A repeat - this was found earlier on the ft site...

The Rite of Spring
The Rite stuff
The premiere of The Rite of Spring caused a riot in Paris in 1913. As a new version of the ballet opens, NADINE MEISNER reflects on the lasting appeal to choreographers of Stravinsky's masterpiece
"It takes a daringly optimistic choreographer - or a blithely unaware one - to tackle the 20th century's greatest piece of music. Many have tried, most have failed, their invention submerged by a score of colossal scale and titanic achievement. The beast is, of course, Stravinsky's Sacre du Printemps or The Rite of Spring, a kraken that awakes in the orchestra pit to lash its tail and flex its terrifying muscles. It is, the Albanian- French choreographer Angelin Preljocaj says, quoting Arthur Honegger, the atom bomb that launched 20th-century music.
    "Preljocaj created his Rite of Spring last year and brings it here, the latest in a long line that spans, incredibly, 89 years. This monument to iconoclastic modernity is, it seems, rather old. It was also, from the start, conceived as a ballet in collaboration with Nicolas Roerich who not only made the designs, but also with Stravinsky devised the scenario. They imagined a prehistoric Slavic tribe who herald spring with the traditional sacrifice of a maiden - she dances to death to propitiate the gods of fertility. Diaghilev claimed the score for his Ballets Russes and Vaslav Nijinsky was designated as its choreographer."

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01-05-02, 09:22 AM (GMT)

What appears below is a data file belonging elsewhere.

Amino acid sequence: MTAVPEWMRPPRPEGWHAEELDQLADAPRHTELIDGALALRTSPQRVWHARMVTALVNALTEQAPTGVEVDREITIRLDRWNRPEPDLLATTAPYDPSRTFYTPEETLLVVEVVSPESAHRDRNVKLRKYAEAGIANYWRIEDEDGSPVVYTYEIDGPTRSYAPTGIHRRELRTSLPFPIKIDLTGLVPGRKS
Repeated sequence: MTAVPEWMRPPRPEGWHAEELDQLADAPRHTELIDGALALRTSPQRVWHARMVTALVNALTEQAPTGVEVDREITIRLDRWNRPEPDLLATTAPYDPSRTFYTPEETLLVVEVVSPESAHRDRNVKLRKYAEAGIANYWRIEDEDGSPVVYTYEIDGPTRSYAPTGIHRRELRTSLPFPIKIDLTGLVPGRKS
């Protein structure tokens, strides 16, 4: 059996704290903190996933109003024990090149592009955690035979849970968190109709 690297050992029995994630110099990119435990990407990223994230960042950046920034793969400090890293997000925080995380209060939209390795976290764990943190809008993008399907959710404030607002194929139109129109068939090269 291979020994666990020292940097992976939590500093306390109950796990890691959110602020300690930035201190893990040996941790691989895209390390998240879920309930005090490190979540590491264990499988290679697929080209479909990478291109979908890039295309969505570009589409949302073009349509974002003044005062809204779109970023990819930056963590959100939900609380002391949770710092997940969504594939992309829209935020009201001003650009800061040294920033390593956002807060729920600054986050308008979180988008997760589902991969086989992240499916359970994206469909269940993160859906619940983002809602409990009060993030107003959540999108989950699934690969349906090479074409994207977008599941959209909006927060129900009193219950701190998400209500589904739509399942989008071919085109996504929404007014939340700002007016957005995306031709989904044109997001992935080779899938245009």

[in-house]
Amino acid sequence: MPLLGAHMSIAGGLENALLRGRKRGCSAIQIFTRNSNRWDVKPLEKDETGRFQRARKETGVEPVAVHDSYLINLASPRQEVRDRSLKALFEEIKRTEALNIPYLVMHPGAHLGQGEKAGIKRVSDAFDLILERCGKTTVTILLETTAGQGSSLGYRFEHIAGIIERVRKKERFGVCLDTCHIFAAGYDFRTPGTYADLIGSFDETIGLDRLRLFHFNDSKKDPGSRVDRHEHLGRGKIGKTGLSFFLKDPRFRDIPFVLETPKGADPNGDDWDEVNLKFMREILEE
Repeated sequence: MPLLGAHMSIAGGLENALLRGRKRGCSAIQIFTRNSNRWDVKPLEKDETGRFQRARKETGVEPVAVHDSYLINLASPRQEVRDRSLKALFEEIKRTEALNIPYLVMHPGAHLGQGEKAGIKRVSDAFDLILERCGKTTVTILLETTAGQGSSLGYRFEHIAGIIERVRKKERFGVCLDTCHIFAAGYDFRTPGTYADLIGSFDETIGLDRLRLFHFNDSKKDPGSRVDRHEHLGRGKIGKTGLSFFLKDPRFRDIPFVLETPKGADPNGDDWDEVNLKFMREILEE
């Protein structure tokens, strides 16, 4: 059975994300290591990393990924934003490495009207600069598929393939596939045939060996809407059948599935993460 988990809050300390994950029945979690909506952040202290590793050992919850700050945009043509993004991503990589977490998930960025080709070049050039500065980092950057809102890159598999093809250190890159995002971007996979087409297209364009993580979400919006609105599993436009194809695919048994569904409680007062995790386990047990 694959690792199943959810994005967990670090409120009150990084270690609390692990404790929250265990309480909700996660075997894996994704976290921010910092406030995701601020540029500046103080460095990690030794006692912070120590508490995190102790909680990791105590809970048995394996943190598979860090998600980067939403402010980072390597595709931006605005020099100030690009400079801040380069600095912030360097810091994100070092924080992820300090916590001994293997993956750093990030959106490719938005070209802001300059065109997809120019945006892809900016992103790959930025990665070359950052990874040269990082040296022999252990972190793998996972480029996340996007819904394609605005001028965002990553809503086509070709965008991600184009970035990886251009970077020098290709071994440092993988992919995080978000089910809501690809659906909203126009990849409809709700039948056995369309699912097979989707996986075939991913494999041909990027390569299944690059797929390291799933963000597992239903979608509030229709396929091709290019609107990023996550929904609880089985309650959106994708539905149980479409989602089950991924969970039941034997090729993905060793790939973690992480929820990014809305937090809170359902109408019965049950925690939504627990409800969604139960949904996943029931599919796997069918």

Click to EMail AnnWilliams Click to send private message to AnnWilliams Click to view user profileClick to add this user to your buddy list  
8. "RE: Wednesday links - 1st May"
In response to message #4
   LAST EDITED ON 01-05-02 AT 11:18 AM (GMT)

Clement Crisp in the FT on Tamara Rojo in the RB's Romeo & Juliet: 'There is still puppy-fat on her reading: like Lynn Seymour, great original of the role, she offers melting arms and nothing scrawny in either dance or drama. (And, like Seymour, she has beautifully-shaped feet: you cannot dance MacMillan's heroine properly if the exquisite curve of an instep does not complete the line of step or pose).....I have in recent years tried to avoid Romeo and Juliet - too many performances and too many memories - but Tamara Rojo has shown me the error of my ways.

.....and Ismene Brown in the Telegraph is pretty keen on Rojo's Romeo '.... when Murru swept in on the second night, with his sexual vigour and joie de vivre, to join the irresistible, transporting Tamara Rojo. Murru, hitherto known as Sylvie Guillem's arm-candy in Marguerite and Armand and Carmen, blazed into his own. Witty, transparent, relaxed, amorous, he was all these Italian things - but, once he saw Rojo, the pair caught us up out of generalisations and into a particular, devastating experience between two people.'
link to article

Debra Craine in The Times on Ballet Preljocaj's 'Rite of Spring' at Sadlers's Wells: 'Ever since Nijinsky choreographed the first Rite in Paris in 1913, dancemakers have been drawn to its urgent rhythms like moths to a flame. But almost a hundred years and countless stagings later, is there anything left to say about Stravinsky's music that hasn't already been said? When Preljocaj's ballet starts, you think the answer to that question is going to be yes. The first thing his six female dancers do is drop their knickers down to their ankles. It's a sly opening manoeuvre, promising a sideways look at contemporary attitudes to sex. '

Luke Jennings has jéted briskly from the ballet page to the travel page of the Evening Standard. Under the banner 'Beer, Ballet & Bed for Ł170' he writes about travelling to Frankfurt to see the Frankfurt Ballet. The cheapie Ryanair flight from Stanstead, however, dumps him at an airport two hours out of Frankfurt. Truly, there are no free lunches.